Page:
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Razorbacks assist with ice storm cleanup

Razorbacks assist with ice storm cleanup

By Kate MendelsohnArkansas Media Relations

The constant sound of falling branches, falling trees, falling ice, falling wires and falling power poles echoed in the Ozarks the week of January 26, 2009. Thousands felt the cold as a whirlwind of ice blind-sided Northwest Arkansas, covering the city and streets in a blanket of glittering ice. Freezing rain knocked out electricity and left homes and businesses without power. No heat or water. No computers.

The catastrophic storm shutdown classes and business operations at the University of Arkansas for four days. It is only the 19th time during the history of the university to cancel class due to inclement weather. While the magnitude of the ice storm left the University of Arkansas in an extremely trying time, it also brought out the very best in the students and faculty who volunteered their time to help their community. A coalition of University of Arkansas students and faculty members teamed together to restore the campus’ beauty.

“The damage was unprecedented for this campus,” said Mike Johnson, Associate Vice Chancellor for Facilities. “There were downed branches across the sidewalks, blocking the entrance to buildings. Some sidewalks had trees, bent by the weight of the ice, just hanging over them, waiting to break. It was dangerous to even walk around campus. That was the prime reason classes were cancelled Thursday and Friday. But our crews kept working.”

In a blackout with much uncertainty, the University of Arkansas proved to take pride in being a Razorback. The Associated Student Government hosted “Campus Restoration Day” on February 5, 2009. Over 700 student and faculty volunteers helped with the restoration day, to clean up debris, remove tree limbs and other damages left by the storm. Students teamed together to clean up the remains left from the ice storm on the University of Arkansas’ campus, littered with broken trees, tree branches and broken power lines.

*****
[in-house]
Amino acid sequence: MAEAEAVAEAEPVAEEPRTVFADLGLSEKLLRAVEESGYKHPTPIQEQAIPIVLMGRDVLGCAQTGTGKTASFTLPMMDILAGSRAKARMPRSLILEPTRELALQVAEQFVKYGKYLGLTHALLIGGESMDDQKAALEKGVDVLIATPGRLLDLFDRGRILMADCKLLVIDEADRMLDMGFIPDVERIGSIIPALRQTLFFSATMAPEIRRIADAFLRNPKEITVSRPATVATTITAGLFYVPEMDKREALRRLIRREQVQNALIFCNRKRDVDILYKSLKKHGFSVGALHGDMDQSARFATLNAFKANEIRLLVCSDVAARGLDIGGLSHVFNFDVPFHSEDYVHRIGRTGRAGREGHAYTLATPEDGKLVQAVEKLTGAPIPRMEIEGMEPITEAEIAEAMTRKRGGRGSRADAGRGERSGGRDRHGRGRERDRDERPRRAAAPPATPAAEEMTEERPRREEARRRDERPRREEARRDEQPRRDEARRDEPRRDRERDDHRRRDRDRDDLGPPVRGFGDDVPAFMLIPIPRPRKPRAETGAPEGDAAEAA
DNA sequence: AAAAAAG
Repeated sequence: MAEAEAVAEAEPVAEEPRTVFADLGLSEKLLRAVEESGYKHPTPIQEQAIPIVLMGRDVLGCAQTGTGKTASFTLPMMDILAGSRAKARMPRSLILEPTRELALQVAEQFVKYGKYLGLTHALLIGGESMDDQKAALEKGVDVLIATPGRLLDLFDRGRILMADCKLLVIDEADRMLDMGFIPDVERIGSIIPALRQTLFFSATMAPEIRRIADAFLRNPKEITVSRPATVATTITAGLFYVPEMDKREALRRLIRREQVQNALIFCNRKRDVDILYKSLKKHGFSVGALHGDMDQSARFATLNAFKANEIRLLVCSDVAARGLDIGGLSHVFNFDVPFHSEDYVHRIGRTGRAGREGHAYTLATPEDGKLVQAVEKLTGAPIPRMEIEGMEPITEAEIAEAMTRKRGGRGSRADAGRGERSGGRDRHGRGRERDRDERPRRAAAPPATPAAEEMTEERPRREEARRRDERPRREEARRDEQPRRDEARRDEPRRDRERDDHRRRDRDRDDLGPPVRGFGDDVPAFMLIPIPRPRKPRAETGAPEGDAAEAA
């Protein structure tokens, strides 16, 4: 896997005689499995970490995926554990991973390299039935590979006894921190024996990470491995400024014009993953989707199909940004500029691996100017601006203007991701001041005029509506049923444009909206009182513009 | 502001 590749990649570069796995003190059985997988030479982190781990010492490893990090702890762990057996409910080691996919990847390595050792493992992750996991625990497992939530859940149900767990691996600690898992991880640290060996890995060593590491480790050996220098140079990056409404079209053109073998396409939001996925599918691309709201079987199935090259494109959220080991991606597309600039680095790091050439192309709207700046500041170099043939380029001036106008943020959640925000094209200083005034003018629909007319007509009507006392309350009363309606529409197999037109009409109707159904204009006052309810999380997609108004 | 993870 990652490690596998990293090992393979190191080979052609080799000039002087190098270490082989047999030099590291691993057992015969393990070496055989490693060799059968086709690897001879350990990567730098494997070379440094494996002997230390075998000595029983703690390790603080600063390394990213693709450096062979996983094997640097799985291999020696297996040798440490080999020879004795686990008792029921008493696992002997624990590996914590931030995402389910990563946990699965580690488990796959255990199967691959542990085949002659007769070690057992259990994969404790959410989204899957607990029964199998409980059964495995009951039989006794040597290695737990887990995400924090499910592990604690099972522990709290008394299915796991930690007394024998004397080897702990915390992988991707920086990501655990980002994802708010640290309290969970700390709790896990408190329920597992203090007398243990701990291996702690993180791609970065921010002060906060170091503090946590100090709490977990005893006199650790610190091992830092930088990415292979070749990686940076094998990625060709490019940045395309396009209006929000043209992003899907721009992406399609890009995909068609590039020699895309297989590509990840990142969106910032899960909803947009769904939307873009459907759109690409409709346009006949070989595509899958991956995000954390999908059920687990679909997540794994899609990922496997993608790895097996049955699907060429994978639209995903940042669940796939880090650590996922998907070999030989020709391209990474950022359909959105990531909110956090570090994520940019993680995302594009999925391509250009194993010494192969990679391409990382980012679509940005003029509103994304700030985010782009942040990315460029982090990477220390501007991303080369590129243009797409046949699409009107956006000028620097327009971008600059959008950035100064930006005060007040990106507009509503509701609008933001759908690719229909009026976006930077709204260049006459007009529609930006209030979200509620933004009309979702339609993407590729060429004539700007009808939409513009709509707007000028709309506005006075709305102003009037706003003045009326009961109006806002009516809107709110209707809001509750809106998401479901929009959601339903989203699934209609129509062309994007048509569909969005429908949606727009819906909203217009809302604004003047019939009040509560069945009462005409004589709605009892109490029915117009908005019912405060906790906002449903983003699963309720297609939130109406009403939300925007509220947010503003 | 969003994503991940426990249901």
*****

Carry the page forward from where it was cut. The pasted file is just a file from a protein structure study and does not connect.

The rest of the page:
“The students, faculty and staff who volunteered Thursday afternoon the week following the storm to help clean up debris saved us hundreds of man-hours and literally thousands of dollars,” Johnson said.

Heroes from every level of the University turned out for a day of service including, Chancellor G. David Gearhart, Vice Chancellor Jeff Long, staff from the division of Student Affairs and many other various organizations, including ASG, Greek life, Volunteer Action Center and student-athletes from all 19 sports teams.

“I would like commend all of the student-athletes, volunteers, and members of the community who contributed to the recovery,” Assistant Athletic Director for Student Life, Marvin Caston said. “In a difficult time, our student-athletes jumped in and worked hard to aid their peers to get back on their feet. I am proud to be a Razorback and to be part of an organization that is so willing to give back.”

Student volunteers were a critical part of the campus’s recovery from the storm; so many went beyond the call of duty to ensure that Arkansans were kept safe. The full scopes of the damages to the University of Arkansas’ campus were estimated to cost an approximate $700,000 with every expectation to increase. Through the hard work and countless hours of students cleaning debris, cutting trees and clearing pathways, the University of Arkansas was able to cut costs and begin to restore the campus. As a result of the 2009 ice storm, emergency-response officials estimated that nearly 80,000 homes across the northwest corner of Arkansas were without electricity at the depth of the ice storm’s damage, and more than 200,000 were believed to be without power across all of northern Arkansas. Northwest Arkansas was at a standstill and unprepared for the damages that devastated so many. It was a shining moment for the University of Arkansas’ student body as they took an active role in a commitment to clean up the campus together.

“It is quite rewarding to see this many volunteers coming together for a common cause,” Caston said. “What a great warm feeling it is to be part of a team dedicated to helping one another with the ability to restore the beauty of our campus. It is truly amazing to see the impact you can make when you come together and make a difference.”

Although the damages were catastrophic restoration was possible, thanks to the valiant efforts of the student body, faculty, ASG, members of the football, basketball, soccer, softball and tennis teams… the real heroes of the Ice Storm.

Chancellor Gearhart said it best, “Yet another example of the unwavering spirit of a Razorback and the dedication of so many to our university.”

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